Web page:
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Does My Four Year Old Have Asperger's?

Steven Paglierani

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Recently a young mother wrote and said, My four and a half year old son has been diagnosed with PDD-NOS, and more recently, ODD, but his teacher and I think OCD is more fitting. He also shows some ADD behaviors. Confusing? Definitely. And with so many opinions out there, knowing how to best help such a four year old can be very hard. Here is what I wrote back.

Thank you for writing and for your positive feedback. Know I am so sorry it has taken me so long to reply, especially as it is for a little boy you write. In fact, my heart goes out to you. As you might imagine though, I am swamped with folks writing to me.

As for my thoughts, please know, whatever I will say is in no way intended to be heard as professional advice. More, it is simply the shared experiences of one human being with another.

As for your son, while I can see what might lead you to hypothesize those diagnoses, from everything you have described, my best guess is your son has a classic case of Asperger's. Why? For one thing he makes what he learns more important than people. For another, what he learns is rigidly precise and cannot be deviated from. A quality he no doubt strives for in all his learning. And for another, when anyone does ask him to deviate from his official “right way, " he bluntly corrects them with no regard for the effect this correcting has on others.

Precision, then correction; in this order, are the two most basic qualities of the Asperger's mind. And what happens to these folks when they are forced out of these two patterns is that they rapidly spiral out of control, first into a labyrinth of digressions (actually the correction phase gone terribly wrong), then into blunt outbursts (the only way AS folks have to break out of the digressions).

By the way, the digressions I have just mentioned can be mistakenly seen as a sign of having ADD. However, the ADD mind begins all learning situations already in these digressions, then into bluntness (the I am not interested in learning responses), while the Asperger's mind only ends up there when there is no precise way to understand something they are trying to learn (AS kids love learning, at least about their special interests, e. g. the insect parts AND the insect song; a very typical cross sense AS trait; everything with the same overall title gets included in the same interest. )

Kids with Asperger's and adults with Asperger's also share another quality; throwing tantrums when being asked to change the official way things are done, arranged, managed, or learned. And while kids with OCD share some of this, they do not usually have the “special interest" thing; meaning, your son's desire to learn in such fine detail. This quality; precisely learning about things, differs markedly from the OCD quality of precisely arranging things. This in fact would be enough for me to tend toward the AS diagnosis over and ADD or an OCD diagnosis.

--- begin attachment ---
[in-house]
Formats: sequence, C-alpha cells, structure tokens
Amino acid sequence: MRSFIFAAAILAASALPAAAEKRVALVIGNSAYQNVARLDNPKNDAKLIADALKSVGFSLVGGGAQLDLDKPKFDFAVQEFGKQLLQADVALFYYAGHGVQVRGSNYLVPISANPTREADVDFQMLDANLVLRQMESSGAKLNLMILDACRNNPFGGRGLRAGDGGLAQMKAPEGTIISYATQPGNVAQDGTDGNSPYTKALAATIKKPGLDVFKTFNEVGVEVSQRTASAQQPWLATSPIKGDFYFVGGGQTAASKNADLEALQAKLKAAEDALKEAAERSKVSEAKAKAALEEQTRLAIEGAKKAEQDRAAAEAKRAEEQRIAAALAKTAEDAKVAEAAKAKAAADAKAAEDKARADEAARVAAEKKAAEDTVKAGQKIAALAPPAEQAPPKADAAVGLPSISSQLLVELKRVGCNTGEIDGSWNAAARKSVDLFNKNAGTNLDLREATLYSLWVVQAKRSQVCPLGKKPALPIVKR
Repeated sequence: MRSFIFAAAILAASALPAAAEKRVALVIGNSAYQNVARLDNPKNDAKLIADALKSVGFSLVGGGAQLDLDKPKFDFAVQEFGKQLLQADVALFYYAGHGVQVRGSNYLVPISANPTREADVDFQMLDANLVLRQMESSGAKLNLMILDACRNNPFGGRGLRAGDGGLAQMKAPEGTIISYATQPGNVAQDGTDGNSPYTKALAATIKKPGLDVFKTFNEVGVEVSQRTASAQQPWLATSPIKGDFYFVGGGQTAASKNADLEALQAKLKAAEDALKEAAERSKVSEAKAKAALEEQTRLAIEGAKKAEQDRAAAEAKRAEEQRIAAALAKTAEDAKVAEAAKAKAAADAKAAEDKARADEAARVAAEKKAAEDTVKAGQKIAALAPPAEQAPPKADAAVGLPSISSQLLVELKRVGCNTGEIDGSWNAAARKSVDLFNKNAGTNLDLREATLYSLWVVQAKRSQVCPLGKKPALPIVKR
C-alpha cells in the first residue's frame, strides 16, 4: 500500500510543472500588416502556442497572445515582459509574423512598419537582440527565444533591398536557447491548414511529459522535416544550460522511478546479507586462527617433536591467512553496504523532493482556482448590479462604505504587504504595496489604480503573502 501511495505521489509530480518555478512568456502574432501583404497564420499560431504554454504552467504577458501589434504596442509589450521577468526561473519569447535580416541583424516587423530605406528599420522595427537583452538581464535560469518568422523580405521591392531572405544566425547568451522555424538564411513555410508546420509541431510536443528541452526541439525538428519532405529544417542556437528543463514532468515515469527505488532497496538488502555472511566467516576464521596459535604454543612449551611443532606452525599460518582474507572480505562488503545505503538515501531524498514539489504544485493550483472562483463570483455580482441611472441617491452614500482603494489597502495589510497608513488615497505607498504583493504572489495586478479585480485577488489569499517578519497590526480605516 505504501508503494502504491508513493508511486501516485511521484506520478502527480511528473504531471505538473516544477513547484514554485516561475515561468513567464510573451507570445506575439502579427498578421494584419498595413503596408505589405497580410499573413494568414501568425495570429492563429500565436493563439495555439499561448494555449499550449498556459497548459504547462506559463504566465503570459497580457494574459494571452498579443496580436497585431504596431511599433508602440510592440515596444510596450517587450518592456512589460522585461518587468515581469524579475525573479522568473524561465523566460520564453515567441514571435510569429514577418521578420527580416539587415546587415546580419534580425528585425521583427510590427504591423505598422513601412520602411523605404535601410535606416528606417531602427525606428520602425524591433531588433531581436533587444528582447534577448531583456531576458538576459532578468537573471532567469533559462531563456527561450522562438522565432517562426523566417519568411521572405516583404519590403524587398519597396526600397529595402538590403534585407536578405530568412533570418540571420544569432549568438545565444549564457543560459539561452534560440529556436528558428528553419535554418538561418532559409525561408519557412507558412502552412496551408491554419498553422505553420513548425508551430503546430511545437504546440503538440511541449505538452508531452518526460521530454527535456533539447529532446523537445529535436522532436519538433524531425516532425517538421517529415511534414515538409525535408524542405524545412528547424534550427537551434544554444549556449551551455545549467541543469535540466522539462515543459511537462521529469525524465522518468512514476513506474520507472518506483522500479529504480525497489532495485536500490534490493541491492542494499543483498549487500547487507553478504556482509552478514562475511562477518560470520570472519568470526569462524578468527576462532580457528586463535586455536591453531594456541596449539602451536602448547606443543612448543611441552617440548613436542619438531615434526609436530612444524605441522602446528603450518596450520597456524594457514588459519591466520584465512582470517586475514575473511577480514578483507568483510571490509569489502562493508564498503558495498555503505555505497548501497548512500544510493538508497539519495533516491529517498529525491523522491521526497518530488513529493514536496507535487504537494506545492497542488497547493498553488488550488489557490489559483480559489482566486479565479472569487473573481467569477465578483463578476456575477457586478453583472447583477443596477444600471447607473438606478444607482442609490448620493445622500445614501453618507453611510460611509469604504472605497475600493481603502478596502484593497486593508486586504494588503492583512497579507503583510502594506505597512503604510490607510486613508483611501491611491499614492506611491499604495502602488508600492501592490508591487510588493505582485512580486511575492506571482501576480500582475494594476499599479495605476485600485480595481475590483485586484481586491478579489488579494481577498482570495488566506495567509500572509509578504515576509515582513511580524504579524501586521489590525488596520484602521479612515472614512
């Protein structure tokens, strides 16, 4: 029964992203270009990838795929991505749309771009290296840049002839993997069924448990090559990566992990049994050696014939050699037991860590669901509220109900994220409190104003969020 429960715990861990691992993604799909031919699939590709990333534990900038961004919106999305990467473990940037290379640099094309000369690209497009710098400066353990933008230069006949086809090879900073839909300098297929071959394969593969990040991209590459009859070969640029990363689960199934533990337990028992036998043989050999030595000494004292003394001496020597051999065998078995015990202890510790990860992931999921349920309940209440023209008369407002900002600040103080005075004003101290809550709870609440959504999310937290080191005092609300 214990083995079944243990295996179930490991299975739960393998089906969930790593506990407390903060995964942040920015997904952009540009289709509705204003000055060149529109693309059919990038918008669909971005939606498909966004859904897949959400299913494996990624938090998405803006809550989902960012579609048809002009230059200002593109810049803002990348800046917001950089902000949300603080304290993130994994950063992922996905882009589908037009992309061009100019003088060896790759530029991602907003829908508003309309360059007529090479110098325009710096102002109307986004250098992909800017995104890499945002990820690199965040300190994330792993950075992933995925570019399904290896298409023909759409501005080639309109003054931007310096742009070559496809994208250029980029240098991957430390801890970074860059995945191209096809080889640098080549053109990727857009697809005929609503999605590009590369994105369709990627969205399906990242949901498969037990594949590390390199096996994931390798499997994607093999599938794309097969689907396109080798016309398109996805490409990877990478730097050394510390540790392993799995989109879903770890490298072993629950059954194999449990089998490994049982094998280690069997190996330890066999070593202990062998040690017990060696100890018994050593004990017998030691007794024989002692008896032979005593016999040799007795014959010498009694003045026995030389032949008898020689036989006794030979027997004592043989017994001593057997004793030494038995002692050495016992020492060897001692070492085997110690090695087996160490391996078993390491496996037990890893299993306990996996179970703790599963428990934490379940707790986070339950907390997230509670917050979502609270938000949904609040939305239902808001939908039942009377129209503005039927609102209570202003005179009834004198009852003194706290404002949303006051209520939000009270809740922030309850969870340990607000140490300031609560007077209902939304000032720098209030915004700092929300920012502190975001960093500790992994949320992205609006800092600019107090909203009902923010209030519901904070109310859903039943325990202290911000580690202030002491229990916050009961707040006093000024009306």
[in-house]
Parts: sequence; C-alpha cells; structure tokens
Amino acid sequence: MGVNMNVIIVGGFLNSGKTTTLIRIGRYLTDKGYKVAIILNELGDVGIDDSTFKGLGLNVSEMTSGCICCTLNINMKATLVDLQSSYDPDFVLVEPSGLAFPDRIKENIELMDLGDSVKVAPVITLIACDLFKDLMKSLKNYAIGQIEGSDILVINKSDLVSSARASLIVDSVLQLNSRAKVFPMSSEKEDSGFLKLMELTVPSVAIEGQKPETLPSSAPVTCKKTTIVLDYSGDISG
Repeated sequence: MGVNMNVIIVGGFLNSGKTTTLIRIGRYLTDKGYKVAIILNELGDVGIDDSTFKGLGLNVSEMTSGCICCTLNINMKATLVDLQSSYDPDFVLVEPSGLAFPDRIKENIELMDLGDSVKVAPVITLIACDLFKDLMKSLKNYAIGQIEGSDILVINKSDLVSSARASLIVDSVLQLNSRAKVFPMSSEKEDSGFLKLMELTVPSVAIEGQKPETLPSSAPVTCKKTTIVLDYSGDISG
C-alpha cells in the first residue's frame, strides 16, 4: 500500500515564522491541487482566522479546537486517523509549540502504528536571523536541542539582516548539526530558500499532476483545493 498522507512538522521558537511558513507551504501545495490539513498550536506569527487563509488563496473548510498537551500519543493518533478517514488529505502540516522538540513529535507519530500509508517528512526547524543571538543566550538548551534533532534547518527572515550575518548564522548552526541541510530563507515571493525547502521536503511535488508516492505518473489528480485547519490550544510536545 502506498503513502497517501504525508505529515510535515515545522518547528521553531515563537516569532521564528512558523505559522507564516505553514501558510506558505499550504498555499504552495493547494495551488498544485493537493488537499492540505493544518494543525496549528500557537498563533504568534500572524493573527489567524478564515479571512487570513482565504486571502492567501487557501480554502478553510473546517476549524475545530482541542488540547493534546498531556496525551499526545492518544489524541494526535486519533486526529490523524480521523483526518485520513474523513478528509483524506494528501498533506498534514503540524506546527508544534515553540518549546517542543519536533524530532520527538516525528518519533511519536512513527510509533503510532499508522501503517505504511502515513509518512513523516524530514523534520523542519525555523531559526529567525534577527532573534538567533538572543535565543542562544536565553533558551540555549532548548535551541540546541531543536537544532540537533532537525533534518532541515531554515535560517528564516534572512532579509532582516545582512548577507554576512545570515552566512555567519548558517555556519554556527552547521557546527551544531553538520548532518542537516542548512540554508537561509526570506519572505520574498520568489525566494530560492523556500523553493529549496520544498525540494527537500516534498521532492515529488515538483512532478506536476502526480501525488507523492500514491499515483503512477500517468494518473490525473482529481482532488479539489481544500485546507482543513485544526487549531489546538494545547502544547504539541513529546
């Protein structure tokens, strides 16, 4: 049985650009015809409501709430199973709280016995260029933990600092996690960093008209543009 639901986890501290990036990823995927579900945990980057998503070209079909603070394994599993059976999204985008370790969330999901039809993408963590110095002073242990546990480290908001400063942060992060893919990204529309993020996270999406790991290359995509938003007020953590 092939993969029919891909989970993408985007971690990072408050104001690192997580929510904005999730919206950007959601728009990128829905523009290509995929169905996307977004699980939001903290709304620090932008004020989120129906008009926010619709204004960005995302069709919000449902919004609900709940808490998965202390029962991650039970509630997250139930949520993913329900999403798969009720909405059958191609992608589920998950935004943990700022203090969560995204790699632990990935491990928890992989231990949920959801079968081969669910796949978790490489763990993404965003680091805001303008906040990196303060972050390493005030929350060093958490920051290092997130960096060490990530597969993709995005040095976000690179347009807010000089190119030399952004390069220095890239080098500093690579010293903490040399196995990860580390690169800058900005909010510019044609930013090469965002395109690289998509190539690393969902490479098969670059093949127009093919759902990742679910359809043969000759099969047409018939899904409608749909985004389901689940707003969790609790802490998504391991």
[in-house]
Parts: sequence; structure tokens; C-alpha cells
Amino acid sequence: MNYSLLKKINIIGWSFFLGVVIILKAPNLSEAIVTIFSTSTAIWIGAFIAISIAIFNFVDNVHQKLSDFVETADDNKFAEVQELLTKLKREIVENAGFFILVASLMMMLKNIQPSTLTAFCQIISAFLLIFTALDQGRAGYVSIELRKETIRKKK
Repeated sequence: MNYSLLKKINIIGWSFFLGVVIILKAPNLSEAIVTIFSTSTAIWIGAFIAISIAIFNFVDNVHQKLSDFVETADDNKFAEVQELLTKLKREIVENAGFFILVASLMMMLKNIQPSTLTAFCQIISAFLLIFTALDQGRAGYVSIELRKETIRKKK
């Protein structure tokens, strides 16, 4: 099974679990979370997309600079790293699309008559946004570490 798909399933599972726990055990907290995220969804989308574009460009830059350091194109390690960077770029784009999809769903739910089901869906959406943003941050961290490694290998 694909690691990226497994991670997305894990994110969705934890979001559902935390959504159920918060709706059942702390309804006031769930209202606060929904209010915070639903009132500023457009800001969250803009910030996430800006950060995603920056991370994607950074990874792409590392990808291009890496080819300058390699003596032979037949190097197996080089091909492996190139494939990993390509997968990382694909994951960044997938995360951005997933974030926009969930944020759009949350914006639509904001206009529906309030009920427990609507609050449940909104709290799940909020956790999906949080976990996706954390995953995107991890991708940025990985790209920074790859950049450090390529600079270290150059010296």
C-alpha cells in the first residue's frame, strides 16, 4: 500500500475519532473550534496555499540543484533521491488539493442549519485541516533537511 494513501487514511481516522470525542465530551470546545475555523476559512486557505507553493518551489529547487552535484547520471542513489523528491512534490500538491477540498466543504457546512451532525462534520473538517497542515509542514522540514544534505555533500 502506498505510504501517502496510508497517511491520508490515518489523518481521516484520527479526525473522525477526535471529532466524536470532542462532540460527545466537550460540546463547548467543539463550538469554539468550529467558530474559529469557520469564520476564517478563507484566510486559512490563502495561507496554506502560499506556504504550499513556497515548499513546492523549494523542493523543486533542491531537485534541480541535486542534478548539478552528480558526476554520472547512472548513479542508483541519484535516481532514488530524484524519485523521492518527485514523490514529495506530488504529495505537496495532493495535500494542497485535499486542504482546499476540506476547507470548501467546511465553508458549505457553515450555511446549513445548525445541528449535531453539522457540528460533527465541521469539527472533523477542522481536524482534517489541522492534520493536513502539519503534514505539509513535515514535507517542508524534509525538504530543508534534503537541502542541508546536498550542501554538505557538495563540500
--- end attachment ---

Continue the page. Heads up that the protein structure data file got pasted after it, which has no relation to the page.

As for the PDD-NOS, many adult AS clients also have these same odd features; ticks and so on. However, when combined into a comprehensive pattern, the AS fractal emerges as the clear diagnosis.

Finally, you might wonder why I focus so much on getting the right diagnosis. I do this as getting help early is one of the main factors in improving the outcome. I, myself, have AS and have managed to see past much of what I have described, but only because my “special interest" is human nature, a totally random but useful way out of the usual narrow focus.

As a child, I was very similar to how you describe your son.

As a man, who else would write thousands of pages on human nature simply to help folks.

Lincoln, Jefferson, DaVinci and Socrates definitely had AS. And while most folks with AS will not achieve anything like what these also geniuses did, you son is way about average in intelligence. If you can develop in him an equal measure of creativity, then he may well turn out similarly.



P. S. For a more detailed version of my diagnostic criteria, you can find a more complete article on my site at:

Steven Paglierani is a writer, teacher, personality theorist, and therapist whose work on learning and human consciousness is read weekly by thousands all over the world. He is the author of Emergence Personality Theory, and his mission is to make the world better for children by restoring and deepening their love of learning.

He can be read or reached at his site,


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